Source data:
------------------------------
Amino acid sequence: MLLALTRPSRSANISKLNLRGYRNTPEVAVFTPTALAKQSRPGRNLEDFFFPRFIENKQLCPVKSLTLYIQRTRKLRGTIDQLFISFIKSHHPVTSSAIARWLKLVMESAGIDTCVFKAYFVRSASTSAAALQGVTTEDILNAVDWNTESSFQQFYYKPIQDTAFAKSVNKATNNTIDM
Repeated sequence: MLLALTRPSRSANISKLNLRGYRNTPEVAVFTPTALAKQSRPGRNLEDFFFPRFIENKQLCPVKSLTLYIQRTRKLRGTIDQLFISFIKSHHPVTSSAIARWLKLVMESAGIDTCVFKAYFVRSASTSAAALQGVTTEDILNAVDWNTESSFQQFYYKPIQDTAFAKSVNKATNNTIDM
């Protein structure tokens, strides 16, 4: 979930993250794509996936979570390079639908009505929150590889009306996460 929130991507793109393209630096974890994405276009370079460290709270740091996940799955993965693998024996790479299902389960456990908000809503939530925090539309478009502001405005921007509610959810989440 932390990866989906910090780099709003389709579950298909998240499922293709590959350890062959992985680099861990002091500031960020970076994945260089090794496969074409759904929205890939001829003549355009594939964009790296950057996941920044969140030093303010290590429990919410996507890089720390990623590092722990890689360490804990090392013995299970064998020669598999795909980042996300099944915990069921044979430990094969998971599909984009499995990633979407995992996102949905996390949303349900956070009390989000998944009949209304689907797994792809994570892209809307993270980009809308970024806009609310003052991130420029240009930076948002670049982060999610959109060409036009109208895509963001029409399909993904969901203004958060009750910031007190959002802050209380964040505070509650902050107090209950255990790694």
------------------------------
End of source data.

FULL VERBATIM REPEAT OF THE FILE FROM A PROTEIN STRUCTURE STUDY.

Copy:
Amino acid sequence: MLLALTRPSRSANISKLNLRGYRNTPEVAVFTPTALAKQSRPGRNLEDFFFPRFIENKQLCPVKSLTLYIQRTRKLRGTIDQLFISFIKSHHPVTSSAIARWLKLVMESAGIDTCVFKAYFVRSASTSAAALQGVTTEDILNAVDWNTESSFQQFYYKPIQDTAFAKSVNKATNNTIDM
Repeated sequence: MLLALTRPSRSANISKLNLRGYRNTPEVAVFTPTALAKQSRPGRNLEDFFFPRFIENKQLCPVKSLTLYIQRTRKLRGTIDQLFISFIKSHHPVTSSAIARWLKLVMESAGIDTCVFKAYFVRSASTSAAALQGVTTEDILNAVDWNTESSFQQFYYKPIQDTAFAKSVNKATNNTIDM
């Protein structure tokens, strides 16, 4: 979930993250794509996936979570390079639908009505929150590889009306996460 929130991507793109393209630096974890994405276009370079460290709270740091996940799955993965693998024996790479299902389960456990908000809503939530925090539309478009502001405005921007509610959810989440 932390990866989906910090780099709003389709579950298909998240499922293709590959350890062959992985680099861990002091500031960020970076994945260089090794496969074409759904929205890939001829003549355009594939964009790296950057996941920044969140030093303010290590429990919410996507890089720390990623590092722990890689360490804990090392013995299970064998020669598999795909980042996300099944915990069921044979430990094969998971599909984009499995990633979407995992996102949905996390949303349900956070009390989000998944009949209304689907797994792809994570892209809307993270980009809308970024806009609310003052991130420029240009930076948002670049982060999610959109060409036009109208895509963001029409399909993904969901203004958060009750910031007190959002802050209380964040505070509650902050107090209950255990790694």